PREVIOUS QUESTION:

 

NEXT QUESTION:

 

How can keeping a checklist help me take my medicine?

ANSWER

A written chart that shows which medications to take and when to take them is another good way to stay organized. You can find them online or make your own.

Include the name of the medicine, the dose, when you take it, and what the pill looks like. Also mark any special instructions, such as whether it should be taken with food.

Leave space to check off that you've taken each dose. Update your drug list as soon as you change prescriptions.

From: How to Organize Your Medications WebMD Medical Reference

SOURCES:

Administration on Aging: "Prescription Drug Options for Older Adults: Managing Your Medicines," "Medicines and You: A Guide for Older Adults."

Visiting Nurse Service of New York: "5 Tips for Managing Medications."

American Lung Association: "Managing Your COPD Medications."

Memorial Sloan Kettering Cancer Center: "Puzzled by Pills? Tips for Medication Management."

University of Rochester Medical Center: "Medication Management Tips."

The University of Iowa College of Public Health: "Managing Your Medications."

Charles Krobot, PharmD, assistant professor, College of Pharmacy, University of Nebraska Medical Center, Omaha.

Hedgecock, S. , May 4, 2015. Forbes

University of Michigan: "Tips for Managing Your Medications."

Dayer, L.  , March-April, 2013. Journal of the American Pharmacists Association

NIH Senior Health: "Taking Charge of Your Medicines."

National Council on Patient Information and Education Must for Seniors: "6 Ways to Help Your Older Parents Use Medications the Right Way and Prevent Problems."

FDA: "My Medicine Record," "Are You Taking Medication as Prescribed?"

Health in Aging: "Avoiding Overmedication and Harmful Drug Reactions."

Medicare.gov: "Medication Therapy Management programs for complex health needs."

Reviewed by William Blahd on July 11, 2017

SOURCES:

Administration on Aging: "Prescription Drug Options for Older Adults: Managing Your Medicines," "Medicines and You: A Guide for Older Adults."

Visiting Nurse Service of New York: "5 Tips for Managing Medications."

American Lung Association: "Managing Your COPD Medications."

Memorial Sloan Kettering Cancer Center: "Puzzled by Pills? Tips for Medication Management."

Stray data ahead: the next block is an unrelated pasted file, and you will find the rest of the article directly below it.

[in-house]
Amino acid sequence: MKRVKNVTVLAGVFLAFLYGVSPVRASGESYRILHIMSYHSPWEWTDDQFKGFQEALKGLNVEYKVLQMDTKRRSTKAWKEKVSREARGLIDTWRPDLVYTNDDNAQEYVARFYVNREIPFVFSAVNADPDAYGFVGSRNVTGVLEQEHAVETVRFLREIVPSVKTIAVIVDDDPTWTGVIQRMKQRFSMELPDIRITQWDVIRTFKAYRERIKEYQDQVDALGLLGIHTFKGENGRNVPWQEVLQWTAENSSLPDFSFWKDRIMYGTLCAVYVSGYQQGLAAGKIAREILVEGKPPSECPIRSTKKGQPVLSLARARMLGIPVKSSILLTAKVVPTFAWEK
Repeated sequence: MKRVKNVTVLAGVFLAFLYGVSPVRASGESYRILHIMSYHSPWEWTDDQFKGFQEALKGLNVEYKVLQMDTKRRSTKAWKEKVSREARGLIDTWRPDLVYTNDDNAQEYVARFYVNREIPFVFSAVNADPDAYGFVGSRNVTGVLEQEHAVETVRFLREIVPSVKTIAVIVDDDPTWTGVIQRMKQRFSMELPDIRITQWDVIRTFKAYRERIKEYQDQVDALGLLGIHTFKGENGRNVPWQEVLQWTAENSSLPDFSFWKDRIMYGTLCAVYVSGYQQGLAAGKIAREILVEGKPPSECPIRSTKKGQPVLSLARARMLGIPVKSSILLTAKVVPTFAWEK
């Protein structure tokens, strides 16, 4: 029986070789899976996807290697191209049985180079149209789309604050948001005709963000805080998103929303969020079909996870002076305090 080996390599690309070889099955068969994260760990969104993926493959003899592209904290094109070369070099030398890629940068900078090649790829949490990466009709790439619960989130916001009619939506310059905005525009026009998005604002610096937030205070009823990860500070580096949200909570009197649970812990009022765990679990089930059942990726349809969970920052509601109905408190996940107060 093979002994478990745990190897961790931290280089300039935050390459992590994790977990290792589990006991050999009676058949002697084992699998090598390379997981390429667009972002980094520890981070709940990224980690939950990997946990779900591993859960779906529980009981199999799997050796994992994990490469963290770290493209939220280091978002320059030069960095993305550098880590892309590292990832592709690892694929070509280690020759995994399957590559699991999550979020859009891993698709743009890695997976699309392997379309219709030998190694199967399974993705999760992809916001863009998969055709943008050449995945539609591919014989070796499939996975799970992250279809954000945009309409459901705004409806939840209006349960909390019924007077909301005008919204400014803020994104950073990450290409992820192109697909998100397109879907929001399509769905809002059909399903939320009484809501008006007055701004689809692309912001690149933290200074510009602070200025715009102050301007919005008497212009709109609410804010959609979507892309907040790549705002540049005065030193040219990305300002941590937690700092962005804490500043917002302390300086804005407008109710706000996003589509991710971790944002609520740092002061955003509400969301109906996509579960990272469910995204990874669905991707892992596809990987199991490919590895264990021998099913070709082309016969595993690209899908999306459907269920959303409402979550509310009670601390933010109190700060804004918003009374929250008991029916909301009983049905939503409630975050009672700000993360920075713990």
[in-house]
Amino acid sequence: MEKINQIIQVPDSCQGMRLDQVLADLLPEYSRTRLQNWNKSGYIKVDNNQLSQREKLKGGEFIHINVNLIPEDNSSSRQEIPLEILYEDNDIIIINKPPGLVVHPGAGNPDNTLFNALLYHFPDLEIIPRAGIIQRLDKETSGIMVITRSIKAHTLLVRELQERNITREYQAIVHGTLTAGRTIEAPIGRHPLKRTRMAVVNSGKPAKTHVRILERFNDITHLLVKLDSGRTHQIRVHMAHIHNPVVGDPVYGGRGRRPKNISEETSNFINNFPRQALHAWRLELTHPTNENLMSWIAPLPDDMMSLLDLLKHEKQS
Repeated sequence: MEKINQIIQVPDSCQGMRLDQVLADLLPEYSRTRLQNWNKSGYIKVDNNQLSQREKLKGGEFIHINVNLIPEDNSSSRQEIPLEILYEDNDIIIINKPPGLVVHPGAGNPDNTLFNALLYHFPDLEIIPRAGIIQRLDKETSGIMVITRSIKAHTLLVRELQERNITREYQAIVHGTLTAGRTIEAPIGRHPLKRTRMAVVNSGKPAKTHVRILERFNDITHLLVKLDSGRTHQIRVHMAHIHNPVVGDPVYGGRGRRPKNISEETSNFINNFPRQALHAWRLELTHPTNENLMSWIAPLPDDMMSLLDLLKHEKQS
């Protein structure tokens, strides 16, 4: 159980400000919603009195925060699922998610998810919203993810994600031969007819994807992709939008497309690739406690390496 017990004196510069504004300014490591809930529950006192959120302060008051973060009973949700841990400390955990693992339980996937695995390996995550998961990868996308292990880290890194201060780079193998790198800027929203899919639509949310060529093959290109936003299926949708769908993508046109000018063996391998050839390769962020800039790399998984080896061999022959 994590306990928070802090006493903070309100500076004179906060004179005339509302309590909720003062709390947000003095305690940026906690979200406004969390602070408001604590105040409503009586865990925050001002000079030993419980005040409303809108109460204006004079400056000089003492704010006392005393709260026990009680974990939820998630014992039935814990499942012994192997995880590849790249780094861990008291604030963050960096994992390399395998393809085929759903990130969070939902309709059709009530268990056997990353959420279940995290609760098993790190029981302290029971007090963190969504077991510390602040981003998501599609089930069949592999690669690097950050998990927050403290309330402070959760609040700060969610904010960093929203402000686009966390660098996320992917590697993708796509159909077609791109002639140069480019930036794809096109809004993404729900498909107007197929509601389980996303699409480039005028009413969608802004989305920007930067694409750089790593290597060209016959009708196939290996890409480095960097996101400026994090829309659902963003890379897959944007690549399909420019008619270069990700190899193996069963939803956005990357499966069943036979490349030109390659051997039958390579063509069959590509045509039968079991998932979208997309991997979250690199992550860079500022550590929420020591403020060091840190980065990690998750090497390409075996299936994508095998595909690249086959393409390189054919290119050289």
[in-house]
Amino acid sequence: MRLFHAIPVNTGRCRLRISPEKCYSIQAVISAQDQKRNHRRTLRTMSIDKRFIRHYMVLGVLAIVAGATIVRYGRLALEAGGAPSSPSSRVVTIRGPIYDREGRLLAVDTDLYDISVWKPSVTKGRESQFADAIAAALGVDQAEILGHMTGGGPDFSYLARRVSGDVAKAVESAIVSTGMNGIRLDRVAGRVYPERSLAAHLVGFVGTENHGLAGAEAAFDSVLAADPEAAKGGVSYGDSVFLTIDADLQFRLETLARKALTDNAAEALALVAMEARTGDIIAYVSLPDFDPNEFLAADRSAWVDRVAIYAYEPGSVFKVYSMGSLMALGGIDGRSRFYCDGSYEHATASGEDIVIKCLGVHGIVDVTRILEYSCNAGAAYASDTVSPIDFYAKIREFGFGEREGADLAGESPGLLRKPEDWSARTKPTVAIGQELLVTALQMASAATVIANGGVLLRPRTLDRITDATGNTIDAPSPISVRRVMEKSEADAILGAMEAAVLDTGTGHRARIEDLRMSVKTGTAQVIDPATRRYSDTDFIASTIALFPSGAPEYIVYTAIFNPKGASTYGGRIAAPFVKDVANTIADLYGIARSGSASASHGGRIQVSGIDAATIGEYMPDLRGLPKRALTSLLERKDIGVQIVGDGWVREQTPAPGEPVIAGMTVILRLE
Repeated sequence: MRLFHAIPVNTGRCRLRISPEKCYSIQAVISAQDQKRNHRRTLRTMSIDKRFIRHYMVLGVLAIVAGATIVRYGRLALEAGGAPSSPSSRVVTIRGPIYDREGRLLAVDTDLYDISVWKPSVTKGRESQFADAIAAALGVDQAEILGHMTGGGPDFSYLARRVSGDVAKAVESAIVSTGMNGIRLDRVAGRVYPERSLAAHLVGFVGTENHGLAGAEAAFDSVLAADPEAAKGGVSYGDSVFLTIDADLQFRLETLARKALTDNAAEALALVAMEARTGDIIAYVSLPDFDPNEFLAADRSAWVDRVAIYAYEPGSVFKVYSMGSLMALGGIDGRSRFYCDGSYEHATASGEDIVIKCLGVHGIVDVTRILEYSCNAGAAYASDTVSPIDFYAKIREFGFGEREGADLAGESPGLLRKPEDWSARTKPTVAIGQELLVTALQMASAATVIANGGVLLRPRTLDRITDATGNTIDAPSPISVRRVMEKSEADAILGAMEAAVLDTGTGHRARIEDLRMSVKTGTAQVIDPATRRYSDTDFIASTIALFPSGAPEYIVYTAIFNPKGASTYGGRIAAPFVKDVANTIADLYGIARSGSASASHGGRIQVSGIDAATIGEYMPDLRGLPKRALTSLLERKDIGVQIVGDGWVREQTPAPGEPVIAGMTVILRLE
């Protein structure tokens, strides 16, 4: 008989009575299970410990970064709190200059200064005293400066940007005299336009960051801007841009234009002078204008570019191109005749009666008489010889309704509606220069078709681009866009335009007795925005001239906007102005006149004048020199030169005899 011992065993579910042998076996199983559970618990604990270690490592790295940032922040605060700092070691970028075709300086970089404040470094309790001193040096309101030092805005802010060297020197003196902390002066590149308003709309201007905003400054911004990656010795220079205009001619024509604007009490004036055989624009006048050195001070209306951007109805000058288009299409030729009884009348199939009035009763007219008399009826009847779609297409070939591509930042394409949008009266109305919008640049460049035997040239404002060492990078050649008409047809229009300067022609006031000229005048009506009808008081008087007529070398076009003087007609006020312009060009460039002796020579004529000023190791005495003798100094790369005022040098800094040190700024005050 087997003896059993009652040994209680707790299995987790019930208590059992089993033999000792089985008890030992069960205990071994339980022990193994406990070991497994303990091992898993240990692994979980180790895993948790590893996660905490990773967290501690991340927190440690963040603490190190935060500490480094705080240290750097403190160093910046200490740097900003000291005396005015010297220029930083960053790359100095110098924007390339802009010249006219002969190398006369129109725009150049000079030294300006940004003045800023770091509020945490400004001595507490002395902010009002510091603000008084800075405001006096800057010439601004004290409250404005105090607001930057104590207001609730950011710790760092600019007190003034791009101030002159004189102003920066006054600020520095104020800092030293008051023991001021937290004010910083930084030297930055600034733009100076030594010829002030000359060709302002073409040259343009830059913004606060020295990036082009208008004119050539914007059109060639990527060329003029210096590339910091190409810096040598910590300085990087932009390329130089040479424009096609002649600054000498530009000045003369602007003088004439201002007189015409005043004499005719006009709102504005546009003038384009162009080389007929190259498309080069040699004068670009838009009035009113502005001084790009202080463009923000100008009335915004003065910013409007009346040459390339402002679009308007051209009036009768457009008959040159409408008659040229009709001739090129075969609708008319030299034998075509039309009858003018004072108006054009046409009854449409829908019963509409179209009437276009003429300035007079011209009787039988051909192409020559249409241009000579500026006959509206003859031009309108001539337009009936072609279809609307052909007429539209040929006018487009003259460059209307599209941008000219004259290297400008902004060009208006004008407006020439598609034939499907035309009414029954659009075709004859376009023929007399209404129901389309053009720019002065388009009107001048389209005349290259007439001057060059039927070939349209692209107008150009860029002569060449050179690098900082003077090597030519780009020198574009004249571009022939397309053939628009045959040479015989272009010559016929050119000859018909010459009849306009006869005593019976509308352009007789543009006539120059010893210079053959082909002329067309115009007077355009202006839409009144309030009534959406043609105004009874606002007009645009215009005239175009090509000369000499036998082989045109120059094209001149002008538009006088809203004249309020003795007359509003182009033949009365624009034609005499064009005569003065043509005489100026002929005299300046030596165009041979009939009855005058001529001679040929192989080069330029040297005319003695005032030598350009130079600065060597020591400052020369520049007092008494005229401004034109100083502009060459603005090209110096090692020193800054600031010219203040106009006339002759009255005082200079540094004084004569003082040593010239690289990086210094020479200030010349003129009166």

University of Rochester Medical Center: "Medication Management Tips."

The University of Iowa College of Public Health: "Managing Your Medications."

Charles Krobot, PharmD, assistant professor, College of Pharmacy, University of Nebraska Medical Center, Omaha.

Hedgecock, S. , May 4, 2015. Forbes

University of Michigan: "Tips for Managing Your Medications."

Dayer, L.  , March-April, 2013. Journal of the American Pharmacists Association

NIH Senior Health: "Taking Charge of Your Medicines."

National Council on Patient Information and Education Must for Seniors: "6 Ways to Help Your Older Parents Use Medications the Right Way and Prevent Problems."

FDA: "My Medicine Record," "Are You Taking Medication as Prescribed?"

Health in Aging: "Avoiding Overmedication and Harmful Drug Reactions."

Medicare.gov: "Medication Therapy Management programs for complex health needs."

Reviewed by William Blahd on July 11, 2017

NEXT QUESTION:

What's the first thing your doctor does in case of rejection with your organ transplant?

WAS THIS ANSWER HELPFUL

THIS TOOL DOES NOT PROVIDE MEDICAL ADVICE. It is intended for general informational purposes only and does not address individual circumstances. It is not a substitute for professional medical advice, diagnosis or treatment and should not be relied on to make decisions about your health. Never ignore professional medical advice in seeking treatment because of something you have read on the WebMD Site. If you think you may have a medical emergency, immediately call your doctor or dial 911.

    This tool does not provide medical advice. See additional information.

    Other Answers On: